I would have enjoyed more of the demonstrations and re-enactments myself, but Gess is not at a point where she is able to enjoy things by standing or sitting still for very long (especially when there is so much to see and do). She had the honor of meeting President Abraham Lincoln which thrilled me because he is one of the 4 presidents she has learned about!
She also had the opportunity to make a corn husk doll. It came with a tag that gave it's history. It reads:
Classic Cornhusk Dolls
Cornhusk dolls were very common in the early days of America. The dolls were usually made in the fall from the husks pulled off the dried ears of corn during husking time. Cornhusk dolls were originally made by Native Americans, who then taught the colonists how to make them. The cornhusk dolls' history continued in the westward expansion of the United States in the 1800's. Few pioneer children could afford store-bought dolls, but any child could make his or her own cornhusk doll.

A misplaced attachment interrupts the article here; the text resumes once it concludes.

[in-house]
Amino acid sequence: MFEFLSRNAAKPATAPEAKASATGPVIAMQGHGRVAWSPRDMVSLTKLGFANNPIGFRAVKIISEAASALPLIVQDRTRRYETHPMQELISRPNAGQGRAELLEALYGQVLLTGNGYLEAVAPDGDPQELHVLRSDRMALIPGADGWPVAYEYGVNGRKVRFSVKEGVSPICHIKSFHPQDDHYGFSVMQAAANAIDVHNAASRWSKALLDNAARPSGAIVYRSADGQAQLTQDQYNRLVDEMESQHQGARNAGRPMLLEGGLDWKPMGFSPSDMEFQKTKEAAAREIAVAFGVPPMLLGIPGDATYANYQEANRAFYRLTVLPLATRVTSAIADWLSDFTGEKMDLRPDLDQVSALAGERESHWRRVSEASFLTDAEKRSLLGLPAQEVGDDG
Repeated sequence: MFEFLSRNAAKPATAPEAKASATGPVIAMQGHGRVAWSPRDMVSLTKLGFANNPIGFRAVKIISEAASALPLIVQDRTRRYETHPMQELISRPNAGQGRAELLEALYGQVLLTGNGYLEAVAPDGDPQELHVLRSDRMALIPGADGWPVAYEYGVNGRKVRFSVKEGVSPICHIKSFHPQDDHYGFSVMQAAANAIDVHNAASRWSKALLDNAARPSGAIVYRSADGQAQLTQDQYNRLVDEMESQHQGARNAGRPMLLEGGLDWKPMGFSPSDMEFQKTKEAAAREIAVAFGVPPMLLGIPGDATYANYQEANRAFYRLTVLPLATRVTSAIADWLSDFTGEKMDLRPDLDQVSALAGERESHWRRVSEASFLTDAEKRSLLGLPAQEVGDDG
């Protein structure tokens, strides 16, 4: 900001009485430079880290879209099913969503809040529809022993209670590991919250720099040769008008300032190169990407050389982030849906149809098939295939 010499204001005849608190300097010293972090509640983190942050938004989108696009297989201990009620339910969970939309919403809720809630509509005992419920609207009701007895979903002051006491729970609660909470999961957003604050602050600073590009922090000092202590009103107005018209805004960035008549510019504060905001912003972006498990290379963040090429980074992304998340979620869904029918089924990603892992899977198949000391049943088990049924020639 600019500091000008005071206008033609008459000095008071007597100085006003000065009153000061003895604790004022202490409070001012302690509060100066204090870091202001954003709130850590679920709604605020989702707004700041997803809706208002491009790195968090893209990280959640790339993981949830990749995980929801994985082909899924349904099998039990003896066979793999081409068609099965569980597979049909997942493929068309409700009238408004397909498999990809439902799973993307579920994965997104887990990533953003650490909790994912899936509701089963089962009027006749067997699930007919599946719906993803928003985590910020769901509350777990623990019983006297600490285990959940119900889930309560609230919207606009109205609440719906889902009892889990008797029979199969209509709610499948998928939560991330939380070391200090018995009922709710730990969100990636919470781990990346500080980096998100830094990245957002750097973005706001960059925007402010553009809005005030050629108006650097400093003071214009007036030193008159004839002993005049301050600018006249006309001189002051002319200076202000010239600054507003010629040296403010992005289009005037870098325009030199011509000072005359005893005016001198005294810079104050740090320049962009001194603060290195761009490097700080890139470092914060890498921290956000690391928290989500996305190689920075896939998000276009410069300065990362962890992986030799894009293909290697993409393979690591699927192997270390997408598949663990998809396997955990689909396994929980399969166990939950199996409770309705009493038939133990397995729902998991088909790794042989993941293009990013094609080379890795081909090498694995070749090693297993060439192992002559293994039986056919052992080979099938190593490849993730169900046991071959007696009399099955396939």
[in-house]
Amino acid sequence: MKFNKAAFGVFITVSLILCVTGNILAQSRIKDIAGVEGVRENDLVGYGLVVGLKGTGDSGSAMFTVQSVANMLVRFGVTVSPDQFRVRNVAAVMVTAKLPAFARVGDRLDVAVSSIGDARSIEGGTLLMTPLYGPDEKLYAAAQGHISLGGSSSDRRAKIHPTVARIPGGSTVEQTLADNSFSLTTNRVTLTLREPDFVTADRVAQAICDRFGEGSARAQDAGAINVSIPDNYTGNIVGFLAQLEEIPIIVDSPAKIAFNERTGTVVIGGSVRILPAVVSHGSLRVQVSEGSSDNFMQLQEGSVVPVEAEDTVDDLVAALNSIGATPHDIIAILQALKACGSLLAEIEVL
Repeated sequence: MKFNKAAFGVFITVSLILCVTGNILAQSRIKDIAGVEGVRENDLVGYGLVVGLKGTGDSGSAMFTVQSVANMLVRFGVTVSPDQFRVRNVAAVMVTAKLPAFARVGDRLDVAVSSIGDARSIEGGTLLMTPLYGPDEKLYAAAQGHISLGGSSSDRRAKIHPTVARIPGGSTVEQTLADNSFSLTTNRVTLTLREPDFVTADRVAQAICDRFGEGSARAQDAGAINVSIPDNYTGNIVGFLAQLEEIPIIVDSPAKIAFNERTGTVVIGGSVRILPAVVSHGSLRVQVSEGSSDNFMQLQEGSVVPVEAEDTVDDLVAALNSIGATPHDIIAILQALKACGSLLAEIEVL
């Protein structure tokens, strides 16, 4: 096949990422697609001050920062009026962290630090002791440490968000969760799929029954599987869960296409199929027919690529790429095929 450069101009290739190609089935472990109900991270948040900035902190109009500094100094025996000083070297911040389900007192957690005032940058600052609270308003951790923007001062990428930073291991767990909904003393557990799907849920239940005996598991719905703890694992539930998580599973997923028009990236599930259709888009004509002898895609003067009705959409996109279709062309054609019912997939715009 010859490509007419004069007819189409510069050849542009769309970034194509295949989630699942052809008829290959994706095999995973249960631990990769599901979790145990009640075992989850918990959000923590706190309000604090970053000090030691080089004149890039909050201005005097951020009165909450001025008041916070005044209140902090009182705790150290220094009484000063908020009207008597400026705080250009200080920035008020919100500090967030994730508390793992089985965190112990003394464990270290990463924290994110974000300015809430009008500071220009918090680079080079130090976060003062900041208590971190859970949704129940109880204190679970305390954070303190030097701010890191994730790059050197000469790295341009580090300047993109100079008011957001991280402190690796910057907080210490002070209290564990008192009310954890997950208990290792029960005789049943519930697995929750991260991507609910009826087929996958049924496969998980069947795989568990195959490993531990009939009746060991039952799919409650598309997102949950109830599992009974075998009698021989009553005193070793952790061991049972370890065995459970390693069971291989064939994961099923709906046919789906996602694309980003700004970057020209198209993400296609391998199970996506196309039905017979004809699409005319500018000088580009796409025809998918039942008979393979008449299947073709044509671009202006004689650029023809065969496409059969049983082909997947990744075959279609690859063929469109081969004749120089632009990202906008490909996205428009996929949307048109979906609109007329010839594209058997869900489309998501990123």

I found some links on how to make a corn husk doll, but they seem to go into more detail. We stopped with the skirt, cut it so it would stand and that's about it. Michigan Kids - Make a Corn Husk Doll looks like it has easy to follow graphical instructions if you want to try to make your own.